xi's moments
Home | Featured Contributors

Talisman Sabre 2023 a risky geopolitical game

By Emilia Fernandez | chinadaily.com.cn | Updated: 2023-07-26 10:26

Photo taken on June 22, 2022 shows the White House and a stop sign in Washington, DC, the United States. [Photo/Xinhua]

In this ever-changing global geopolitical landscape, the ongoing Australia-US joint military exercise, known as Talisman Sabre 2023, has garnered considerable global attention. Since 2005, this war game with various branches of armed forces has been conducted as a biennial joint exercise, and the current one is considered to be the largest in its 18-year history, involving more than 30,000 troops and participants from 13 countries. Though it appears impressive on paper under the pretext of "defending security and democratic values", this multi-nation logistics exercise will ultimately exacerbate regional tensions by implementing Washington's hidden agenda. It is high time to analyze the underlying motives and the negative implications of this massive military drill, thinking beyond its grandeur and spectacle.

For a long time, the United States has been pursuing strategies to contain China's growing influence in the "Indo-Pacific" region. As a part of Washington's broader strategies, the recent US-led military endeavor serves dual ulterior purposes behind the shadow of the field training exercise. Firstly, it aims to enhance combined military capabilities and preparedness for potential conflict involving China. Noteworthy, this is a clear manifestation of the broader US aim to ensure its dominance and hegemony in the Pacific region. Secondly, this exercise intends to develop a network of military alliances to encircle and contain China's growing influence in the region. Not to mention, Washington's intention is not solely limited to regional power dynamics but rather curbing China's expanding global influence. Hence, experts tag this aggressive military exercise as counterproductive as it will lead to heightened tensions and regional instability instead of promoting peaceful coexistence and cooperation.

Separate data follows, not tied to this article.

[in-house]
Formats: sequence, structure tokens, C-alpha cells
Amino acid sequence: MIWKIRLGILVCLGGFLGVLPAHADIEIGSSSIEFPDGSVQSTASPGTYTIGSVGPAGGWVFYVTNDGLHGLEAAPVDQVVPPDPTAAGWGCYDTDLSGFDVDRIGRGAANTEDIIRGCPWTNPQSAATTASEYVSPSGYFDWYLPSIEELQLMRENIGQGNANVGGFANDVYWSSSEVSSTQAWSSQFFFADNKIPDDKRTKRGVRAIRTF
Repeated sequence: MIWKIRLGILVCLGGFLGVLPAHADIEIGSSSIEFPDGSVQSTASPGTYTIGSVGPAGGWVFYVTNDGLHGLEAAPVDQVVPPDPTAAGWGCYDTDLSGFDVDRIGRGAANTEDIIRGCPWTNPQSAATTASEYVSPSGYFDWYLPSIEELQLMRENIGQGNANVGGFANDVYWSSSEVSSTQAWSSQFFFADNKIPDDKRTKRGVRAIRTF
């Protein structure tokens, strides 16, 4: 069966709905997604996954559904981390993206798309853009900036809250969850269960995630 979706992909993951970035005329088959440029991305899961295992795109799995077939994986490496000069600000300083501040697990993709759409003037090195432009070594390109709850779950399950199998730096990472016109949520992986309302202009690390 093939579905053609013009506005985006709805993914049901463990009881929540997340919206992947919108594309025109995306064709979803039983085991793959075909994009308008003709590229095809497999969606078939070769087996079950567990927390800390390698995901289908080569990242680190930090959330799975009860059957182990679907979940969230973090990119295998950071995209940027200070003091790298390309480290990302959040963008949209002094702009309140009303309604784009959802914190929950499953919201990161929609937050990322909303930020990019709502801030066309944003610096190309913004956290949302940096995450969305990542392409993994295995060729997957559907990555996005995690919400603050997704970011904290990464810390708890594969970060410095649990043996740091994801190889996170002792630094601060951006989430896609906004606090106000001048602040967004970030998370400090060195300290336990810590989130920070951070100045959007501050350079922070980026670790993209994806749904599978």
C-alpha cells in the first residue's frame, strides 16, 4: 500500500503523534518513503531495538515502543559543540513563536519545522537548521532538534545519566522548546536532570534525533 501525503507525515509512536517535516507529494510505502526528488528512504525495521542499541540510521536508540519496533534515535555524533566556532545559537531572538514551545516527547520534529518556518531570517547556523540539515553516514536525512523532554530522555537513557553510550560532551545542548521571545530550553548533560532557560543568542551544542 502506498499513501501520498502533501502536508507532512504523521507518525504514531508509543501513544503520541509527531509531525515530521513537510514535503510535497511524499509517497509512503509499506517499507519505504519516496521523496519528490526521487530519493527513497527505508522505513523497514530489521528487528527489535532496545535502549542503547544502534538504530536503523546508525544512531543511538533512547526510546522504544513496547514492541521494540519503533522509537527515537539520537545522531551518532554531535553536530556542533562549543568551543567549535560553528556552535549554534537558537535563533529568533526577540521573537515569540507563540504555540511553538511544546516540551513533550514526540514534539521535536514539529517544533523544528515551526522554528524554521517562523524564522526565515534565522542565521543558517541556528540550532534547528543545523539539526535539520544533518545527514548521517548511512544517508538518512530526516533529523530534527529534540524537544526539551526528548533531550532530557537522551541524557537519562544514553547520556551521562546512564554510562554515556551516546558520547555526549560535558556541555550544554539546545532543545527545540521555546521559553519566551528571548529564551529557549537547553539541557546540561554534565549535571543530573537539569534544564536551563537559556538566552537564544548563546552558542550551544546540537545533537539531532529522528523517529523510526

This military exercise has become a concern not only for China but also for the rest of the world for two alarming reasons which should not be overlooked. Firstly, the non-participant country may interpret this multi-country military exercise as "exclusionary" and "discriminatory", potentially creating more divisions and groupings within the region. Secondly, the coercive nature of tactics used by Washington to convince these countries to participate in this military drill is really unjustifiable. By forcing countries to participate in the name of protecting their shared interest and common values, Washington is actually putting the participant countries at risk of damaging their stable diplomatic and economic relations with China, the world's second-largest economy and major global power. Such coercive measures will breed nothing but immediate "resentment and retaliation" and hinder the prospects of "dialogues and discussions" in the long run.